Born in Italy to Nigerian parents, I have spent my whole life learning about both cultures and travelling between Italy and Nigeria.
In 2003, I moved into the United Kingdom to further my studies. My first degree in Pharmaceutical science, from the London Metropolitan University, provided me with the building blocks of Laboratory skills, Analytical Science and of General Chemistry. This was a platform to my decision into pusuing the AS:MIT course in the University of Warwick.
Final year project: New DNP Radical Reagents for Solid State NMR of Membrane Proteins
Dynamic Nuclear Polarization (DNP) is a technique in which a nuclear magnetic resonance is observed during simultaneous irradiation of an electron paramagnetic resonance (EPR); approximately 660-fold greater spin polarization of unpaired electron in a paramagnetically doped glass matrix is transferred to nuclei before an NMR experiment. By so doing, it brings about an enhancement of the NMR spectra.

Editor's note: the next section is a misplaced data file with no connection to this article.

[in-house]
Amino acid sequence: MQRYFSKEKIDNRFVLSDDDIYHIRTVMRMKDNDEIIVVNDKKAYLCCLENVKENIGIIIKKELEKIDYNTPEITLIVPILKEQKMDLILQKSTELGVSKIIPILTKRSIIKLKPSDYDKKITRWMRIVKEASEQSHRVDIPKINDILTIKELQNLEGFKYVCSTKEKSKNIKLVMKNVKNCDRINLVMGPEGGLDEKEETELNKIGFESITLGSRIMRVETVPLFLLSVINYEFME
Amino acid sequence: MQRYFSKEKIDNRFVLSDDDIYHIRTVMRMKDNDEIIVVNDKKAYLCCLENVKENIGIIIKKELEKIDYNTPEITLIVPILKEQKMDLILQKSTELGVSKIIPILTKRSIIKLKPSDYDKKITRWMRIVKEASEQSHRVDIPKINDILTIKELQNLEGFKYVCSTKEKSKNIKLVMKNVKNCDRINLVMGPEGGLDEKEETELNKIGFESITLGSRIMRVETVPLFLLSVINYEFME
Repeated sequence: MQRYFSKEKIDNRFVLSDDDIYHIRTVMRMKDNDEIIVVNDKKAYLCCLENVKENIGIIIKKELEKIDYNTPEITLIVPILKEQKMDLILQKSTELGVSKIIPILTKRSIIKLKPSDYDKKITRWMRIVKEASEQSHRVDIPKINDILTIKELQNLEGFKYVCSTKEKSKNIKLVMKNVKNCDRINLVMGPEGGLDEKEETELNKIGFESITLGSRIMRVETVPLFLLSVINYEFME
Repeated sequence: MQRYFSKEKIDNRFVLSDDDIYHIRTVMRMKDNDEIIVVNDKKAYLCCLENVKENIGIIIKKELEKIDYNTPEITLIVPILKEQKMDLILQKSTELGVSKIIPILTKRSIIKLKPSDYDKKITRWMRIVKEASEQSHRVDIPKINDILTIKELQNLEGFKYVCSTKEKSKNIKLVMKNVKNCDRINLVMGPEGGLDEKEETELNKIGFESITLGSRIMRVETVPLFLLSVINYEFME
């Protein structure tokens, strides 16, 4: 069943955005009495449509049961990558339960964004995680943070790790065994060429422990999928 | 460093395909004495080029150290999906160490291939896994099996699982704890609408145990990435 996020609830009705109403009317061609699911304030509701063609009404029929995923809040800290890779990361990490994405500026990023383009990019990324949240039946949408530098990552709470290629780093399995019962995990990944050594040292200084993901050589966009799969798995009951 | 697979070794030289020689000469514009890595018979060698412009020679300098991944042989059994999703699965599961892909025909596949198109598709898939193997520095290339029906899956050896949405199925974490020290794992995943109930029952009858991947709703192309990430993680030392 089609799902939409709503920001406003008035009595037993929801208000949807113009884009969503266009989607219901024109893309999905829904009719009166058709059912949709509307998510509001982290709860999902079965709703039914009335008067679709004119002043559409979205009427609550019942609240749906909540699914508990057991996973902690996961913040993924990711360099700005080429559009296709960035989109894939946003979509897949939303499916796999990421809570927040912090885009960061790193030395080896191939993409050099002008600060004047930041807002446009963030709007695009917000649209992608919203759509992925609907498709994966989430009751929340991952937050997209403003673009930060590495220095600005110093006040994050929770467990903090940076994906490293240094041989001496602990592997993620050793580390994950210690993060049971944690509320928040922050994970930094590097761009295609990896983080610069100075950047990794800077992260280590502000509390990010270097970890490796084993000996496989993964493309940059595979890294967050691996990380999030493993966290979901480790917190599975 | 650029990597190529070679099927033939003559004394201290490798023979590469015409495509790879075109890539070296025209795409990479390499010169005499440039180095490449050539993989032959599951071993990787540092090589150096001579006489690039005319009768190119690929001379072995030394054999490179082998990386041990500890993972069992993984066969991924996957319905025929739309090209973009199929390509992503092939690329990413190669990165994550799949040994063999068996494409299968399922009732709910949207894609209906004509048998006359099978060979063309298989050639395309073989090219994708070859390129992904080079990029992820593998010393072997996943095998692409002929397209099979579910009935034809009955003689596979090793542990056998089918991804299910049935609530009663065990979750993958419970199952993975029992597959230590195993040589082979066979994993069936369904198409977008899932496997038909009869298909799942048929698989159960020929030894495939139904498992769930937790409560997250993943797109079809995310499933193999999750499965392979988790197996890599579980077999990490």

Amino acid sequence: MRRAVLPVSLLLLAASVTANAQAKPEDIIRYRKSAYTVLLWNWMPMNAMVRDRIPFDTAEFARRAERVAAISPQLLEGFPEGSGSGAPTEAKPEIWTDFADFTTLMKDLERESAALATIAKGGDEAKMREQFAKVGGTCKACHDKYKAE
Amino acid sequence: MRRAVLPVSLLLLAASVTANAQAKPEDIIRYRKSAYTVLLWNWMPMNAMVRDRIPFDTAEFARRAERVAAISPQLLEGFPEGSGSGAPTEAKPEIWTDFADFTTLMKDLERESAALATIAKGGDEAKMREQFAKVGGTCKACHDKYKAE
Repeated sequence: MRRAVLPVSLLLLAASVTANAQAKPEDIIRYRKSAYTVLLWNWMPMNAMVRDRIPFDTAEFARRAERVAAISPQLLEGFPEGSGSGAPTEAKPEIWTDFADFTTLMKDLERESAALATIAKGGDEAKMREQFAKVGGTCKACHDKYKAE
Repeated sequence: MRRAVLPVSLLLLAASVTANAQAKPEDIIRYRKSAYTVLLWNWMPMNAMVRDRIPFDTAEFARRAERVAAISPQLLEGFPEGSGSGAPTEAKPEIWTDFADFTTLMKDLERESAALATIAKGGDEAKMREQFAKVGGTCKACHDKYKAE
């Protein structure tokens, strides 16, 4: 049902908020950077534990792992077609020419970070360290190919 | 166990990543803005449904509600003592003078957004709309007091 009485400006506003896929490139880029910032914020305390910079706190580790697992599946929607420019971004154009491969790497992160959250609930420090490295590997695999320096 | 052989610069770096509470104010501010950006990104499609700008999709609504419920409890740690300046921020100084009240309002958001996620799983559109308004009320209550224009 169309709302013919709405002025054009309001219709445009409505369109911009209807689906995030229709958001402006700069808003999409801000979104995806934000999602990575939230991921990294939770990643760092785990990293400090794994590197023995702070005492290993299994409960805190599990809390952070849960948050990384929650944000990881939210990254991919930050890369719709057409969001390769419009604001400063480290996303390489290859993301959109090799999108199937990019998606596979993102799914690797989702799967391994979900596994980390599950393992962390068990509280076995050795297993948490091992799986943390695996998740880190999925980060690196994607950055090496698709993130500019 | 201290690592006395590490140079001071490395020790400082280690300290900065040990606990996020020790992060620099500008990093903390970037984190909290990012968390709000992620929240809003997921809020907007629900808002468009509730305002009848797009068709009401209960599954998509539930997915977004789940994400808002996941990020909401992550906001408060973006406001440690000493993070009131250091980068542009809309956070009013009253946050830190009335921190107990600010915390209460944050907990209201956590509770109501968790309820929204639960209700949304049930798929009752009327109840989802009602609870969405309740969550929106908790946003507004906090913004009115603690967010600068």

For the DNP experiment to be performed, there are three requirements that must be satisfied: first a high frequency (140-600GHz) high power (approximately 10W) microwave source is needed to drive the continuous-wave DNP transitions associated with the second order electron-nuclear dipolar interaction; secondly, due to the relaxation times of the spin systems in the experiment, DNP experiments should be performed at low temperatures (usually ≤ 90K) and in order to obtain a high resolution spectra, the incorporation of MAS is essential. The third requirement is the presence of a paramagnetic centre that acts as a source of polarisation which is resolved by the introduction of free radical reagents.
DNP can be used in conjunction with ssNMR to analyse the structure of proteins. In this case, the DNP biradical reagent should be water soluble.
Following the Keana et al. methodology, we tried to synthesise the nitroxide biradical reagent.
Consequently, analogues were synthesised to investigate the lipophilicity of a molecule by varying the length of the chain.